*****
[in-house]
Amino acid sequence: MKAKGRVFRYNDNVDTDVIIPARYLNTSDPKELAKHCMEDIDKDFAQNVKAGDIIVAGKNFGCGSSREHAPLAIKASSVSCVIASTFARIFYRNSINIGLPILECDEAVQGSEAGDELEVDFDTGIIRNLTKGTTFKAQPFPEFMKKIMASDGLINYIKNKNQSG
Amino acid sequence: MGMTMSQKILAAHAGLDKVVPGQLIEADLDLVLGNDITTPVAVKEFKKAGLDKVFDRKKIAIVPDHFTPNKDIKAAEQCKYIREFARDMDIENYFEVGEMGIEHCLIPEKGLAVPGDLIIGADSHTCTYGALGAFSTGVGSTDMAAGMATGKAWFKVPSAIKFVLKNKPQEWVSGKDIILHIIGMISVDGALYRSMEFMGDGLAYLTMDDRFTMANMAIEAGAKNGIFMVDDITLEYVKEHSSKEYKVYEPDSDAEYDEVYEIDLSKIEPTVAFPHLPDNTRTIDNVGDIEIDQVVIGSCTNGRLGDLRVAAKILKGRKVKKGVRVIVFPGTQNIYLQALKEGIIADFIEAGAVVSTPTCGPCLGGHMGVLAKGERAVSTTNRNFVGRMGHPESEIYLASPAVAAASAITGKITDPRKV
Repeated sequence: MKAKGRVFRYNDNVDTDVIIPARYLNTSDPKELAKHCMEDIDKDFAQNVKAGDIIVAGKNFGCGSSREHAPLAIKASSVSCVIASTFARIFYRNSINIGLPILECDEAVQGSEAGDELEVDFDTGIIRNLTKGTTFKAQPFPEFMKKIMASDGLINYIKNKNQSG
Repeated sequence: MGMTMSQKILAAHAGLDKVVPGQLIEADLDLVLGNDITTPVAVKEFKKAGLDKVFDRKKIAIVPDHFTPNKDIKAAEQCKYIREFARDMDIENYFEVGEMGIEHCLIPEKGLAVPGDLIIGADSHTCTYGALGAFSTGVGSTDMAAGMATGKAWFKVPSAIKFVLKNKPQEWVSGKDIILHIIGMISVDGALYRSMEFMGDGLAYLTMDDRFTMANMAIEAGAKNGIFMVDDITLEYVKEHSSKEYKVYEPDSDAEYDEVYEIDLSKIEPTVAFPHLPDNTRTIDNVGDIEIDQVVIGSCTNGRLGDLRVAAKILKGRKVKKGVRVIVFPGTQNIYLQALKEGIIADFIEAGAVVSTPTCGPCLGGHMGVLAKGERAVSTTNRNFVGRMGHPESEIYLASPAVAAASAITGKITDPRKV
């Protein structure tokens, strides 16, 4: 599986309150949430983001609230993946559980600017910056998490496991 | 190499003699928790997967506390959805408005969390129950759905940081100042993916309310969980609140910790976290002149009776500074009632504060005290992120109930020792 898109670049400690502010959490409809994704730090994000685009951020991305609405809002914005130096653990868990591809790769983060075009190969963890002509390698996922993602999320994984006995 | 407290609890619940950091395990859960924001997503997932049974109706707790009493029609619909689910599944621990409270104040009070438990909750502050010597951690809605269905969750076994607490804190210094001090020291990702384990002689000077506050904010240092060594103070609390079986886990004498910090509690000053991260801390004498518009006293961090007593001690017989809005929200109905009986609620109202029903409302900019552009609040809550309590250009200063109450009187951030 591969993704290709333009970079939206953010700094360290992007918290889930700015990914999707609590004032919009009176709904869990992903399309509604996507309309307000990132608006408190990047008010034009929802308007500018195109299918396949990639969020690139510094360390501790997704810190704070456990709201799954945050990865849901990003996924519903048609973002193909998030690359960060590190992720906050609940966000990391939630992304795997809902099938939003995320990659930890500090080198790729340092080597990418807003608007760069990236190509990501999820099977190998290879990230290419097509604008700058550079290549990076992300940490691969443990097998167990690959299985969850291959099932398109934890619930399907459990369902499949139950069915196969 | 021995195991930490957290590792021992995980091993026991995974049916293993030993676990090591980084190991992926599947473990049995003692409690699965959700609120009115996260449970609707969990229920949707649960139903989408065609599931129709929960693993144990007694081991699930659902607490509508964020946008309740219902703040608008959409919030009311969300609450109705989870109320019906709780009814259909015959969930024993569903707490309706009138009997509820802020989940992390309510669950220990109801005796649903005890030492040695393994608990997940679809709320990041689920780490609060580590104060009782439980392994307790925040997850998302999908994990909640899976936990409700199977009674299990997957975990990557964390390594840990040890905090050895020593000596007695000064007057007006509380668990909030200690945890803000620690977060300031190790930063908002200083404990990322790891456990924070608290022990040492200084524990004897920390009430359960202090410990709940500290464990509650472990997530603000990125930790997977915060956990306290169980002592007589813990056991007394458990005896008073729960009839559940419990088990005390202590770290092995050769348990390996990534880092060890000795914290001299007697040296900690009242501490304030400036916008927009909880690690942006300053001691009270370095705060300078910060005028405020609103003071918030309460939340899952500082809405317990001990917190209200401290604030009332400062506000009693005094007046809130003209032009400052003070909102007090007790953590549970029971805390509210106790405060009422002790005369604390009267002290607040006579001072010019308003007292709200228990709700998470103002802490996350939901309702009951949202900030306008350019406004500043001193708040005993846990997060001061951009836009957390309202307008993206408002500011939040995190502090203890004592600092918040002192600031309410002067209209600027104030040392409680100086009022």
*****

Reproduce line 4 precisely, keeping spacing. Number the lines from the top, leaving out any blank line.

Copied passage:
Repeated sequence: MKAKGRVFRYNDNVDTDVIIPARYLNTSDPKELAKHCMEDIDKDFAQNVKAGDIIVAGKNFGCGSSREHAPLAIKASSVSCVIASTFARIFYRNSINIGLPILECDEAVQGSEAGDELEVDFDTGIIRNLTKGTTFKAQPFPEFMKKIMASDGLINYIKNKNQSG